1920s houses are works of art and a piece of Omaha history, fans say | Nebraska
When you buy a 1920s home, Realtor Jeff Rensch says, you’re taking ownership of a piece of Omaha history.
He calls them works of art.
“There is no way to replicate a 1920s home for practically any price,” he said. “They are not cookie-cutter homes. Every home you see is uniquely crafted.”
Their price tags reflect that, with most selling for hundreds of thousands of dollars. When built 100 years ago, they were a sign of the prosperous times.
Omaha was a vibrant community in the 1920s.
With new technologies, building techniques and construction materials, American architectural design came into its own in the 1920s. These Omaha beauties are monuments to the Art Deco and Revival styles.
A flurry of annexations in the 1910s increased the city’s footprint and population, she said. Benson, Dundee, Florence and South Omaha were all added to the city within a few years of each other.
“I would imagine that there was a good amount of construction that kind of ‘filled in’ the gaps between the neighborhoods that had formerly been separate municipalities,” Kammerer said. “The 1913 tornado had also wrought immense havoc on Omaha buildings and homes. Many required rebuilding in the years following.”
They didn’t call it the Roaring ’20s for nothing.
“There was a lot of money, a lot of wealth,” Rensch said. “They really spared no expenses in these homes.” The people who built them cared “way more about quality, artistry and craftsmanship than they did about trying to create a huge space. A lot of people are going back to that right now.”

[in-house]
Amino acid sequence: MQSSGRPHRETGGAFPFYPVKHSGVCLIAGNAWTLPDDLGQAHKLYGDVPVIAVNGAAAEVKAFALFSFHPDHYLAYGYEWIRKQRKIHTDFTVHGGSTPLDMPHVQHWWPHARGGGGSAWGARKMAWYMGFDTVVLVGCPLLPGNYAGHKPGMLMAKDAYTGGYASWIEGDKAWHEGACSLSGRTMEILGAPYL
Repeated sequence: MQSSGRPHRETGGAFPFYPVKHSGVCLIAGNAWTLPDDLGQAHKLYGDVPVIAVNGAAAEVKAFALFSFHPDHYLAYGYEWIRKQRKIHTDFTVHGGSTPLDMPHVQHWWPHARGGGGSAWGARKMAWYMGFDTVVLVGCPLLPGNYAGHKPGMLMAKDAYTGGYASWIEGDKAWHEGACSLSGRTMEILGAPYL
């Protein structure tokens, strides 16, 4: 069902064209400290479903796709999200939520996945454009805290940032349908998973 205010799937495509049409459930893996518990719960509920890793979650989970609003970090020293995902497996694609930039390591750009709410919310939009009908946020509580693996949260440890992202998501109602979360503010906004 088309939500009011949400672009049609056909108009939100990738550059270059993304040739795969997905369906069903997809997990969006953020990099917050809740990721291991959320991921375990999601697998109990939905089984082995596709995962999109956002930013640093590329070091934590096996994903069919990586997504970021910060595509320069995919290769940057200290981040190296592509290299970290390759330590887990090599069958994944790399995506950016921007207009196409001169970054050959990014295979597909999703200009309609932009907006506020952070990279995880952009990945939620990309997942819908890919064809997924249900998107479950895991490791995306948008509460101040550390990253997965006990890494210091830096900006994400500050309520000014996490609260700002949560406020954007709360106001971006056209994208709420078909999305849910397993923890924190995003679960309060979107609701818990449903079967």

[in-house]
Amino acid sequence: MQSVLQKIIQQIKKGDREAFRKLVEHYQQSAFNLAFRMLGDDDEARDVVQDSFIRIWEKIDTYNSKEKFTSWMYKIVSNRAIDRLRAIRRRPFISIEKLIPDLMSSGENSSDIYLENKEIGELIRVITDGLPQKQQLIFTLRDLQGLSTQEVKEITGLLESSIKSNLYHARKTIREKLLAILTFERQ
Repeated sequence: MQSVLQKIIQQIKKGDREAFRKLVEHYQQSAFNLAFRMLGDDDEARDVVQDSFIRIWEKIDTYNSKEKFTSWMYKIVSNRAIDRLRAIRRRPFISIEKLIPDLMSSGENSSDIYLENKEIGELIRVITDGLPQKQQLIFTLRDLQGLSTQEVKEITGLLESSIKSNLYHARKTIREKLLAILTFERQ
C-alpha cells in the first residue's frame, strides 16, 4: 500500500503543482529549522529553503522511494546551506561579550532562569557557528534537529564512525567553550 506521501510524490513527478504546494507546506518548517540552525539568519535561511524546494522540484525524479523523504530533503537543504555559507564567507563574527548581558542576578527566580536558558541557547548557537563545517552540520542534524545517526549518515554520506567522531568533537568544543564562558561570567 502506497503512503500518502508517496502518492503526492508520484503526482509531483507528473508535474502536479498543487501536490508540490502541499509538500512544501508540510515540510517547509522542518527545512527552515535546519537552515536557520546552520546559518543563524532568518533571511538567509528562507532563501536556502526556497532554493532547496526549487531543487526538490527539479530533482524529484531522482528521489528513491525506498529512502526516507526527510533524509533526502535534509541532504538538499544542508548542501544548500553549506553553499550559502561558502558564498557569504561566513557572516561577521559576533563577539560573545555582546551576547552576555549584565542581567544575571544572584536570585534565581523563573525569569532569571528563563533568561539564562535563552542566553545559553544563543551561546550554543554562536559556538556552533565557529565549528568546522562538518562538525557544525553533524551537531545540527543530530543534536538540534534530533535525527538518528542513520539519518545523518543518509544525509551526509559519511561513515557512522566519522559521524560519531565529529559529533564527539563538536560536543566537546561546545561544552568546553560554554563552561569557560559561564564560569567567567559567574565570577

The Craftsman period had mostly ended elsewhere in the United States by 1920, but in Omaha, you could find a few neighborhoods where that style of house was being built through the decade. The Minne Lusa historic district in North Omaha, developed by Charles Martin, is a mix of bungalows and Craftsman homes built primarily from 1915 to 1927.
But brick was the story of the 1920s.
Brick Tudor Revival homes were popular in the Ak-Sar-Ben and Country Club neighborhoods, dating to the 1920s.
A brick façade was more expensive than wood, but until the depression of the 1930s and the war effort of the 1940s, people could afford it. Brick had the benefit of wearing better than cedar siding and holding its value.
“Whenever I look at a house in Dundee, if it’s brick, you can bet it was built in the 1920s,” Realtor Peter Manhart said.
Brick Tudor Revivals were huge, especially in the Ak-Sar-Ben and Country Club neighborhoods. Developer Theodore Metcalfe attempted to stay with that style exclusively in Country Club, once a golf course.
Jim and Mary Powers are just the second owners of this home, which was built by the Kountze family.
The first house built in Happy Hollow north of Memorial Park was a brick Colonial Revival completed in1924. Owned by Mr. and Mrs. Denman Kountze Sr., the house at 57th and Webster Streets sat alone on the landscape when it was done.
“There were no trees,” said Kristine Gerber, past executive director of Restoration Exchange Omaha. “It’s just incredible to see it now.”
The Kountze family owned the house until 1992, when it was purchased by Jim and Mary Powers, who raised four children there and still own it.
“We fell in love with it the first time we saw it,” Jim Powers said. “I grew up in Dundee on Farnam Street, in an older home. The charm, the woodwork, four fireplaces, the brick — it was everything we were looking for.”
This fireplace is one of four in the home of Jim and Mary Powers.
The house once had a working Kernerator blast furnace, where residents could throw trash and incinerate it. Laundry chutes made it easy to stretch power and utilities throughout the house.